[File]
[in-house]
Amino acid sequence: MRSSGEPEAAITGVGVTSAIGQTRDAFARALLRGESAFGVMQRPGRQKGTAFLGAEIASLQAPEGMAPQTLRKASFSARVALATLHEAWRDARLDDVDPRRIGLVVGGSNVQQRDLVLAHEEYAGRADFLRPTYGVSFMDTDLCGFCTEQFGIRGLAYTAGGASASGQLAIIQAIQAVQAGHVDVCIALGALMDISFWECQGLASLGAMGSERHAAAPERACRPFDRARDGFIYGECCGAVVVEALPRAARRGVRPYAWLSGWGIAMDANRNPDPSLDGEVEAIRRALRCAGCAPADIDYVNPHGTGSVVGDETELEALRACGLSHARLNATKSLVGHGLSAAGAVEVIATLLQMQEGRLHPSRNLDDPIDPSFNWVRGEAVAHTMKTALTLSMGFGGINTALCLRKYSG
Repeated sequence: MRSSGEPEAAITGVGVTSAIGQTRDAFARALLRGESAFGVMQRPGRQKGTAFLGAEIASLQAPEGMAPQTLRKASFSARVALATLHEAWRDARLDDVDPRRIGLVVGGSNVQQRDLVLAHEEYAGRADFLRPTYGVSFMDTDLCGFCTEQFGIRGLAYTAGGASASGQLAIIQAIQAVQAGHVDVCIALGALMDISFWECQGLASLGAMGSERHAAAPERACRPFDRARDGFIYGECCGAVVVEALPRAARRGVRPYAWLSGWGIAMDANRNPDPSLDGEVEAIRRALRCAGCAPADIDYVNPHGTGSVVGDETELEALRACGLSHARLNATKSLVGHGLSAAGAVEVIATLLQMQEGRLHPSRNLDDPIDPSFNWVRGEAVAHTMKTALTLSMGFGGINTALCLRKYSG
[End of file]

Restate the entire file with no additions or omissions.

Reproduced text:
[in-house]
Amino acid sequence: MRSSGEPEAAITGVGVTSAIGQTRDAFARALLRGESAFGVMQRPGRQKGTAFLGAEIASLQAPEGMAPQTLRKASFSARVALATLHEAWRDARLDDVDPRRIGLVVGGSNVQQRDLVLAHEEYAGRADFLRPTYGVSFMDTDLCGFCTEQFGIRGLAYTAGGASASGQLAIIQAIQAVQAGHVDVCIALGALMDISFWECQGLASLGAMGSERHAAAPERACRPFDRARDGFIYGECCGAVVVEALPRAARRGVRPYAWLSGWGIAMDANRNPDPSLDGEVEAIRRALRCAGCAPADIDYVNPHGTGSVVGDETELEALRACGLSHARLNATKSLVGHGLSAAGAVEVIATLLQMQEGRLHPSRNLDDPIDPSFNWVRGEAVAHTMKTALTLSMGFGGINTALCLRKYSG
Repeated sequence: MRSSGEPEAAITGVGVTSAIGQTRDAFARALLRGESAFGVMQRPGRQKGTAFLGAEIASLQAPEGMAPQTLRKASFSARVALATLHEAWRDARLDDVDPRRIGLVVGGSNVQQRDLVLAHEEYAGRADFLRPTYGVSFMDTDLCGFCTEQFGIRGLAYTAGGASASGQLAIIQAIQAVQAGHVDVCIALGALMDISFWECQGLASLGAMGSERHAAAPERACRPFDRARDGFIYGECCGAVVVEALPRAARRGVRPYAWLSGWGIAMDANRNPDPSLDGEVEAIRRALRCAGCAPADIDYVNPHGTGSVVGDETELEALRACGLSHARLNATKSLVGHGLSAAGAVEVIATLLQMQEGRLHPSRNLDDPIDPSFNWVRGEAVAHTMKTALTLSMGFGGINTALCLRKYSG